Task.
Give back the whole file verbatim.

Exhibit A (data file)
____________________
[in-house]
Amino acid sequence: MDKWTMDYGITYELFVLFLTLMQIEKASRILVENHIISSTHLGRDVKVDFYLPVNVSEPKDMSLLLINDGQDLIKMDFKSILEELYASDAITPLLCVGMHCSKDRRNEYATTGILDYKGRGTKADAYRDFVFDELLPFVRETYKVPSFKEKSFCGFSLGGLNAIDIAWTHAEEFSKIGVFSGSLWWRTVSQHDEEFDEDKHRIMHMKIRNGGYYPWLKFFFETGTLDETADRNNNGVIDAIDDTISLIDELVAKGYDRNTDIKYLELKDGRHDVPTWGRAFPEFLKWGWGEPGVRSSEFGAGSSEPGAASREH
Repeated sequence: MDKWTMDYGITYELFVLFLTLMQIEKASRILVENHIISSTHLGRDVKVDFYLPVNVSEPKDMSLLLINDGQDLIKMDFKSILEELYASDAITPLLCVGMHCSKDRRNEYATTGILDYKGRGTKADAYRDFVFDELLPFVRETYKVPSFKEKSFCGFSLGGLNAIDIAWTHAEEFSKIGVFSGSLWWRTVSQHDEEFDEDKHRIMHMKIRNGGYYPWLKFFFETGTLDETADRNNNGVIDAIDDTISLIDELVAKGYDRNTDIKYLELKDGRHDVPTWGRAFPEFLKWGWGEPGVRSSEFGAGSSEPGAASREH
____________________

[in-house]
Amino acid sequence: MDKWTMDYGITYELFVLFLTLMQIEKASRILVENHIISSTHLGRDVKVDFYLPVNVSEPKDMSLLLINDGQDLIKMDFKSILEELYASDAITPLLCVGMHCSKDRRNEYATTGILDYKGRGTKADAYRDFVFDELLPFVRETYKVPSFKEKSFCGFSLGGLNAIDIAWTHAEEFSKIGVFSGSLWWRTVSQHDEEFDEDKHRIMHMKIRNGGYYPWLKFFFETGTLDETADRNNNGVIDAIDDTISLIDELVAKGYDRNTDIKYLELKDGRHDVPTWGRAFPEFLKWGWGEPGVRSSEFGAGSSEPGAASREH
Repeated sequence: MDKWTMDYGITYELFVLFLTLMQIEKASRILVENHIISSTHLGRDVKVDFYLPVNVSEPKDMSLLLINDGQDLIKMDFKSILEELYASDAITPLLCVGMHCSKDRRNEYATTGILDYKGRGTKADAYRDFVFDELLPFVRETYKVPSFKEKSFCGFSLGGLNAIDIAWTHAEEFSKIGVFSGSLWWRTVSQHDEEFDEDKHRIMHMKIRNGGYYPWLKFFFETGTLDETADRNNNGVIDAIDDTISLIDELVAKGYDRNTDIKYLELKDGRHDVPTWGRAFPEFLKWGWGEPGVRSSEFGAGSSEPGAASREH